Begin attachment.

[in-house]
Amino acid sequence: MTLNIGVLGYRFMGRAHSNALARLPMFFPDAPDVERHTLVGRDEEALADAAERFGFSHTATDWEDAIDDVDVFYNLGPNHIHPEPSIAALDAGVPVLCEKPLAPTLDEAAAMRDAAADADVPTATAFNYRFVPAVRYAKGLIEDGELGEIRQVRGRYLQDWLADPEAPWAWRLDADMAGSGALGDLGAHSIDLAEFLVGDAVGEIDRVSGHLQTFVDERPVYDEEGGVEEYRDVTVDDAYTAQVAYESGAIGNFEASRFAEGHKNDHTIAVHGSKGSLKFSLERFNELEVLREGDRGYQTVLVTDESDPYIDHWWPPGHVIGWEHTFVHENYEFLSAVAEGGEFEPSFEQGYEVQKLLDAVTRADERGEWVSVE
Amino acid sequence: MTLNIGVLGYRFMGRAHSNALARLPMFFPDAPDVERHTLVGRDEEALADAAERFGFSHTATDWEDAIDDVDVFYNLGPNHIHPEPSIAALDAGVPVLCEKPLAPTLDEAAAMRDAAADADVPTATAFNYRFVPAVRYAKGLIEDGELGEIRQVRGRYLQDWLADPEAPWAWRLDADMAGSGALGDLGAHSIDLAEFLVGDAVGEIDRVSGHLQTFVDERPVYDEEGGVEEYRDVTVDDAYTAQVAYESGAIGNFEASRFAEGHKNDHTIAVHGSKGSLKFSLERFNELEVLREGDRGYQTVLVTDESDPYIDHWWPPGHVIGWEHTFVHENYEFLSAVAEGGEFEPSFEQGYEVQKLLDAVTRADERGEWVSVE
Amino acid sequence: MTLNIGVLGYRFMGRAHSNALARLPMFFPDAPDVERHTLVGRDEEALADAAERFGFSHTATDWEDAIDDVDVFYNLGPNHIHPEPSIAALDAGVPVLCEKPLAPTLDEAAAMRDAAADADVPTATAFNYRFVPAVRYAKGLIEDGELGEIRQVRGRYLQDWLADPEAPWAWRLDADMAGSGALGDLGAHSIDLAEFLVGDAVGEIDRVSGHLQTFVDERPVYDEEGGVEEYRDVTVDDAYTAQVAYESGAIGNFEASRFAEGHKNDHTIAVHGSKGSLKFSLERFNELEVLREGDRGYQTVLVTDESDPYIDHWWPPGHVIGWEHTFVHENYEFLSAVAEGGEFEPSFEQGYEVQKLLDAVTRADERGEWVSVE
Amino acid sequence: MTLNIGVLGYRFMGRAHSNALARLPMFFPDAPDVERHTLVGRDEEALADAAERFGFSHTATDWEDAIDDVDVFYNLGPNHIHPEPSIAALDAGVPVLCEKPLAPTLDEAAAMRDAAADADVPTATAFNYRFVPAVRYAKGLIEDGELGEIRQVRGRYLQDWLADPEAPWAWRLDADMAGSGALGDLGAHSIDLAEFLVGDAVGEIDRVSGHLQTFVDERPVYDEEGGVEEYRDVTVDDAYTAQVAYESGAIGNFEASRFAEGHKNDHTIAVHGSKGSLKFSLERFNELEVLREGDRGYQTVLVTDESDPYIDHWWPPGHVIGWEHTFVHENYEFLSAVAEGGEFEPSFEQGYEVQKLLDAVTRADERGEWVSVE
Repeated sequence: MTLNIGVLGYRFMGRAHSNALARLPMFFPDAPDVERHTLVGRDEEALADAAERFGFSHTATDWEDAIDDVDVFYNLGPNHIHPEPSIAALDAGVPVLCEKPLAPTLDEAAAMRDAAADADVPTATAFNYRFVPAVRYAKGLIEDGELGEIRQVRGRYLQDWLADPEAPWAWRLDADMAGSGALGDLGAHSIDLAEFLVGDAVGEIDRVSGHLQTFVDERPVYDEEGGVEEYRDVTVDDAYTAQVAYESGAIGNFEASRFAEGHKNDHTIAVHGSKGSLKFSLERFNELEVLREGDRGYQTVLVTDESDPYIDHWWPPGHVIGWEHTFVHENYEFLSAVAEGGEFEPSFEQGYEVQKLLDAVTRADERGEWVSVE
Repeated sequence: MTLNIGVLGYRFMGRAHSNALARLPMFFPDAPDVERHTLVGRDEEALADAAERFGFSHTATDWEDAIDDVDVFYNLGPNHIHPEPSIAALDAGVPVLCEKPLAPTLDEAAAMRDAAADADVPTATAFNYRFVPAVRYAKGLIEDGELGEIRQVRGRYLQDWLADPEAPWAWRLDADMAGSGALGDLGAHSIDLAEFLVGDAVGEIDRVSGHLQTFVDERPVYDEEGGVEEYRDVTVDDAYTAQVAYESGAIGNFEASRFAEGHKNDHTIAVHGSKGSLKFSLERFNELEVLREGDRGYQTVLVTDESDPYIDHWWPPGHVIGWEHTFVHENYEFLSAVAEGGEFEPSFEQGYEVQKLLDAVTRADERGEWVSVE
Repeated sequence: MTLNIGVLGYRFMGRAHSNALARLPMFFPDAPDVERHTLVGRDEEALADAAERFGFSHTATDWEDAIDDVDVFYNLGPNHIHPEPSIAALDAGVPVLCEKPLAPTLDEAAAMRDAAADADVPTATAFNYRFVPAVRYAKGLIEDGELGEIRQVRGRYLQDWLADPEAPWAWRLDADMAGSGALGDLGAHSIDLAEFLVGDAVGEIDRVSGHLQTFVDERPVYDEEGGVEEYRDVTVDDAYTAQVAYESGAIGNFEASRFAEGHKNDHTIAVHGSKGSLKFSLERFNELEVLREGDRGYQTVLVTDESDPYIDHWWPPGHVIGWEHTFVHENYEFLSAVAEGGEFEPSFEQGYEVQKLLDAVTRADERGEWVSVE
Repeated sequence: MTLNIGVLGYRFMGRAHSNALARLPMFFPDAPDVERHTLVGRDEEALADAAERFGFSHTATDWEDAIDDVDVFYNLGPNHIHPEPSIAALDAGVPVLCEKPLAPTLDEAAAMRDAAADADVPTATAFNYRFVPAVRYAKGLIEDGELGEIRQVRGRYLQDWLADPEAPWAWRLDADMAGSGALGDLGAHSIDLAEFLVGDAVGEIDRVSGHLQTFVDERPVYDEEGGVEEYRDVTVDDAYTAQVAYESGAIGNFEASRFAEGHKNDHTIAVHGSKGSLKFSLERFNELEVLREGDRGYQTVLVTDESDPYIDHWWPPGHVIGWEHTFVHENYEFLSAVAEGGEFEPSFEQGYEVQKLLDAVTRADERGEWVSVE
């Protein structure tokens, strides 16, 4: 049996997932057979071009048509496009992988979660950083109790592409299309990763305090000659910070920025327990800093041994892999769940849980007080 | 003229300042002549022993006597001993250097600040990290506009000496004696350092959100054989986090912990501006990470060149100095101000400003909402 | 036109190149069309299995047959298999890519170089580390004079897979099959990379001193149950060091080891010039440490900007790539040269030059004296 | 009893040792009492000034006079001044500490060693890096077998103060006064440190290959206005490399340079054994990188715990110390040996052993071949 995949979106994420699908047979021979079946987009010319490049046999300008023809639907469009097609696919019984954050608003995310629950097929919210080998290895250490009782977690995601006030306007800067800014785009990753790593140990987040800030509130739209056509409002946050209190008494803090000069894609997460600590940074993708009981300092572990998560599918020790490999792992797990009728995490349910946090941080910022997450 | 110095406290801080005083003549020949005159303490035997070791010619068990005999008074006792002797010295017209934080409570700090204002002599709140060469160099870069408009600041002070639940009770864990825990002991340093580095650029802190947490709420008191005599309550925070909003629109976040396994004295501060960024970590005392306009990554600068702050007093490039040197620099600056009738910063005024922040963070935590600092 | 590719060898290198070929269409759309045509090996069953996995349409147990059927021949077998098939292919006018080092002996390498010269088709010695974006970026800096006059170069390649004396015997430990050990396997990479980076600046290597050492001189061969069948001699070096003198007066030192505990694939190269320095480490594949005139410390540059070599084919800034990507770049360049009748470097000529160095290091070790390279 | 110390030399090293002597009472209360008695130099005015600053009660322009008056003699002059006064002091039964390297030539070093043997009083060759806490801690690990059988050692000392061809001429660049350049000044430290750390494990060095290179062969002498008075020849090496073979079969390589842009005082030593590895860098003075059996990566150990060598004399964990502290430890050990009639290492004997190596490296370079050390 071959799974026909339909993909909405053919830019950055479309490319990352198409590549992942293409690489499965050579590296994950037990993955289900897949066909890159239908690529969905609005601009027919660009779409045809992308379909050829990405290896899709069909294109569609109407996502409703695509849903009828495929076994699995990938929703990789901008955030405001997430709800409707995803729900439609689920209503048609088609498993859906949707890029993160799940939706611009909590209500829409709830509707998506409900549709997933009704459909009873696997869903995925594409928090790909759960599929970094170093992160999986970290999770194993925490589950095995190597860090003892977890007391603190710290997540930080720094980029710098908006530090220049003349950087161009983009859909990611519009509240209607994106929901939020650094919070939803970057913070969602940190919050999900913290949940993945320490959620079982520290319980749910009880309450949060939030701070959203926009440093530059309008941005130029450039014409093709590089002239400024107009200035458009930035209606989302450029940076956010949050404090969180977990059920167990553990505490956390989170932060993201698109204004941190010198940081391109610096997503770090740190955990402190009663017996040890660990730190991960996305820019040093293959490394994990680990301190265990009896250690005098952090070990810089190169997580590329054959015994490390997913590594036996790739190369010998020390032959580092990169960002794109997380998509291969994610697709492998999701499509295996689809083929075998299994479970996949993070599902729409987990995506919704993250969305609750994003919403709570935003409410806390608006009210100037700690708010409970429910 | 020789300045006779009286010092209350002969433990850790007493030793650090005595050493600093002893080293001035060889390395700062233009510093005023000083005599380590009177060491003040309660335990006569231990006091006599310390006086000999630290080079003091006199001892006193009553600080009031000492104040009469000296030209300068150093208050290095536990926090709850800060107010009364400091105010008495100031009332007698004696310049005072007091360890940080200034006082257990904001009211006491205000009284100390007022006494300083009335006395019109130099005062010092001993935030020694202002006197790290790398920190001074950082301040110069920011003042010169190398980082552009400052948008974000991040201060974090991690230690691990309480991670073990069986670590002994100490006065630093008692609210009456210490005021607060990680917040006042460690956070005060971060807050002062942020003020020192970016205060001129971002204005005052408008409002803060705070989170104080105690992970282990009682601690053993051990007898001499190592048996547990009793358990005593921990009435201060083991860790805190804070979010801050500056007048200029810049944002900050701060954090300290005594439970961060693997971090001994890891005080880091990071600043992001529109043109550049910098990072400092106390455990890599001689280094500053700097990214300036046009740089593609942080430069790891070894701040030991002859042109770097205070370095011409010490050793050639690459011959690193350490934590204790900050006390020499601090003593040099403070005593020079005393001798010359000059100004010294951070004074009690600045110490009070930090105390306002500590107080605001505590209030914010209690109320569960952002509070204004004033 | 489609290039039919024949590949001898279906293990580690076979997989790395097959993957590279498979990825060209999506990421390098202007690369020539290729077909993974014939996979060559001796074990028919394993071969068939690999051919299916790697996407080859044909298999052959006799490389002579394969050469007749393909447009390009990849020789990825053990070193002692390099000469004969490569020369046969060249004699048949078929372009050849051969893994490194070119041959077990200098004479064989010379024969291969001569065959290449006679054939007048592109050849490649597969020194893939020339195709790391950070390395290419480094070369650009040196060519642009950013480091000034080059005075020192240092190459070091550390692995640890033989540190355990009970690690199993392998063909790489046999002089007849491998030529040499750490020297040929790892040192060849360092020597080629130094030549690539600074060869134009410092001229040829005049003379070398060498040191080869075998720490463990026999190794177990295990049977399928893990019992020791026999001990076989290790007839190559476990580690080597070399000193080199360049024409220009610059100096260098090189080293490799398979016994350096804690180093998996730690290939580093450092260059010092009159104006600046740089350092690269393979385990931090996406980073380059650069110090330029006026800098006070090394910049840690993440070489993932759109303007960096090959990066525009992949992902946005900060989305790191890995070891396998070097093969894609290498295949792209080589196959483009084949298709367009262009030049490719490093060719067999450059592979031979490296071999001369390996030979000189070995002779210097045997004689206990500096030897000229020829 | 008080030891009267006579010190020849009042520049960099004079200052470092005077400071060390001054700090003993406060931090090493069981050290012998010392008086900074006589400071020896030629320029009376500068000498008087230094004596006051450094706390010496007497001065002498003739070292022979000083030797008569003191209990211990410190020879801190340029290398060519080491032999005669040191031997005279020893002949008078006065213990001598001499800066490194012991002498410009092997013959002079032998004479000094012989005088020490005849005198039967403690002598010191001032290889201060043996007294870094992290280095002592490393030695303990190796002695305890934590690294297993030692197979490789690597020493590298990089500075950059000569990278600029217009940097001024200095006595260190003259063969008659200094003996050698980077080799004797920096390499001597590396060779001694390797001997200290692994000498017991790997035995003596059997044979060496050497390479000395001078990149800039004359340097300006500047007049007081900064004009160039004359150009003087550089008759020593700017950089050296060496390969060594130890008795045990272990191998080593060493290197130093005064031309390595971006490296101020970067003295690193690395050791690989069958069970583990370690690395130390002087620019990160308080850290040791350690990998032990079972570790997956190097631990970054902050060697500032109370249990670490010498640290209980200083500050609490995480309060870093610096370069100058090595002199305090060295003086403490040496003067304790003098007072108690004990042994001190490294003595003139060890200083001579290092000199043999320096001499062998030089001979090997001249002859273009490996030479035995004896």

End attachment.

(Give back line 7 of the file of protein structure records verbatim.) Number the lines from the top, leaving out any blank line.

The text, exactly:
Repeated sequence: MTLNIGVLGYRFMGRAHSNALARLPMFFPDAPDVERHTLVGRDEEALADAAERFGFSHTATDWEDAIDDVDVFYNLGPNHIHPEPSIAALDAGVPVLCEKPLAPTLDEAAAMRDAAADADVPTATAFNYRFVPAVRYAKGLIEDGELGEIRQVRGRYLQDWLADPEAPWAWRLDADMAGSGALGDLGAHSIDLAEFLVGDAVGEIDRVSGHLQTFVDERPVYDEEGGVEEYRDVTVDDAYTAQVAYESGAIGNFEASRFAEGHKNDHTIAVHGSKGSLKFSLERFNELEVLREGDRGYQTVLVTDESDPYIDHWWPPGHVIGWEHTFVHENYEFLSAVAEGGEFEPSFEQGYEVQKLLDAVTRADERGEWVSVE